New "Justification Auto-Correct" Feature
Justification, while pleasing to the eye from the perspective of an entire page, creates problems. Hyphenation can correct this, to some degree, but it too has its problems. In the end, when justifying text, certain lines of text end up being scrunched while many others leave wide open spaces between words.
In doing my best to correct for these problems, I tend to make most use of the horizontal scale feature. I often find that most of these visual blemishes (scrunching or overly-wide word spacing) can be corrected by either reducing the horizontal scale down to about 97% (in the case of scrunching), or increasing it to (usually) 103 to 106%. In the worst cases, I have found a need to increase the horizontal scale to as much as 112% or more. When this is necessary, I have found that compensating by reducing the vertical scale to 97% often visually corrects for most of the weird look created in the letters by stretching them to 112% or more.
I would like to see a feature where InDesign could auto-correct for justification problems such as these. It would obviously need to analyze the spaces between each word. When the visually pleasing average spacing is ruined by justification, this justification auto-correct feature would employ similar changes as I have described, above.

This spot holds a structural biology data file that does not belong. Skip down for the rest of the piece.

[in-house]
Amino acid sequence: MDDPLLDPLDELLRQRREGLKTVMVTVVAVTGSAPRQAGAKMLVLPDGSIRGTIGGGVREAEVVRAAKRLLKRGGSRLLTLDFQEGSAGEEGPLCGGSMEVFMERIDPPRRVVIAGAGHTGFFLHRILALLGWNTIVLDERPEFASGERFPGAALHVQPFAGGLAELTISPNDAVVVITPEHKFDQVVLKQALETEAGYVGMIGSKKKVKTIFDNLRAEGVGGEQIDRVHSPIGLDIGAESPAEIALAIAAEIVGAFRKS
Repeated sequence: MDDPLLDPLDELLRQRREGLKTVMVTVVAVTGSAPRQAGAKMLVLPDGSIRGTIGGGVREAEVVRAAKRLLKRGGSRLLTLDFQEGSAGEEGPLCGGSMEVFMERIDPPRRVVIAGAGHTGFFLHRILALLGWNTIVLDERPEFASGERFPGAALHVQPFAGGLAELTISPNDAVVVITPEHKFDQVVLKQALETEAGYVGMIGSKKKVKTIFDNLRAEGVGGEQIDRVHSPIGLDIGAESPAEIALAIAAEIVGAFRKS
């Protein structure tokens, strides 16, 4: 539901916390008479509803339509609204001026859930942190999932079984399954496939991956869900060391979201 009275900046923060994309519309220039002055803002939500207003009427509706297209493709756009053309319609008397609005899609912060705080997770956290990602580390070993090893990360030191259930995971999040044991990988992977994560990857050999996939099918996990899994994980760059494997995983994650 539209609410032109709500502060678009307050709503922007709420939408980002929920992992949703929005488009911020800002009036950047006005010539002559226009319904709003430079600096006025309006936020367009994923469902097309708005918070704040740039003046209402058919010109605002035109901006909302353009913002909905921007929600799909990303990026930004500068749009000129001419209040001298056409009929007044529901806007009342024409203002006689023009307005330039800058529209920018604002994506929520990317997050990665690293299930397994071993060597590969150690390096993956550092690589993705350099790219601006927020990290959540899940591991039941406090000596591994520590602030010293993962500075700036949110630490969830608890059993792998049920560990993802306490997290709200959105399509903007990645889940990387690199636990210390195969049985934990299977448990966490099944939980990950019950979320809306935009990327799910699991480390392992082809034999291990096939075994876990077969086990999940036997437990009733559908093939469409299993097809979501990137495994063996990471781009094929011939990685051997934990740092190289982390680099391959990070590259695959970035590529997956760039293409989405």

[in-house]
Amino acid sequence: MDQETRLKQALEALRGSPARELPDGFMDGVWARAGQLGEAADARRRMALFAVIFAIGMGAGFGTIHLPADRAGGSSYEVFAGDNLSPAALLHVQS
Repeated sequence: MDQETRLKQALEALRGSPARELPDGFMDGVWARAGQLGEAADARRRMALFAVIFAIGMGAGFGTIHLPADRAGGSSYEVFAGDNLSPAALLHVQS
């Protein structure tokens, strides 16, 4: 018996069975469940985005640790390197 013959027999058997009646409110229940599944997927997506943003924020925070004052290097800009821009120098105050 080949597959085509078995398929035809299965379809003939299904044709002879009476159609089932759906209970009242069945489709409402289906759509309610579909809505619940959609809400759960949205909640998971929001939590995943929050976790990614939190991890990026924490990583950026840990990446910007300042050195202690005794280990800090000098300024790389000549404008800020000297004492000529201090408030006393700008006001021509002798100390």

This would of course require a new element introduced in the Paragraph Style Options window, possibly called "Justification Auto-Correct," with a similar on-off check box akin to the one on the Hyphenation tab, and with standards set of reducing scrunched lines by as much as 3% horizontal scale (to 97%) and a standard of up to (at least) 106% as a standard. As already noted, exceeding 108 or 109%, in my experience, tends to get to the point where the letters look stretched--too much. Thus, an option to allow for reducing the vertical scale (standard up to 97% perhaps) when the horizontal scale exceeds a certain amount would be prudent to include in this feature, as well.
I can spend HOURS manually correcting these justification problems. I would imagine that most people simply ignore them, because they are pesky, require you to read through the text carefully in order to spot them, and---when you make changes--require you to remove the manual correction you have made.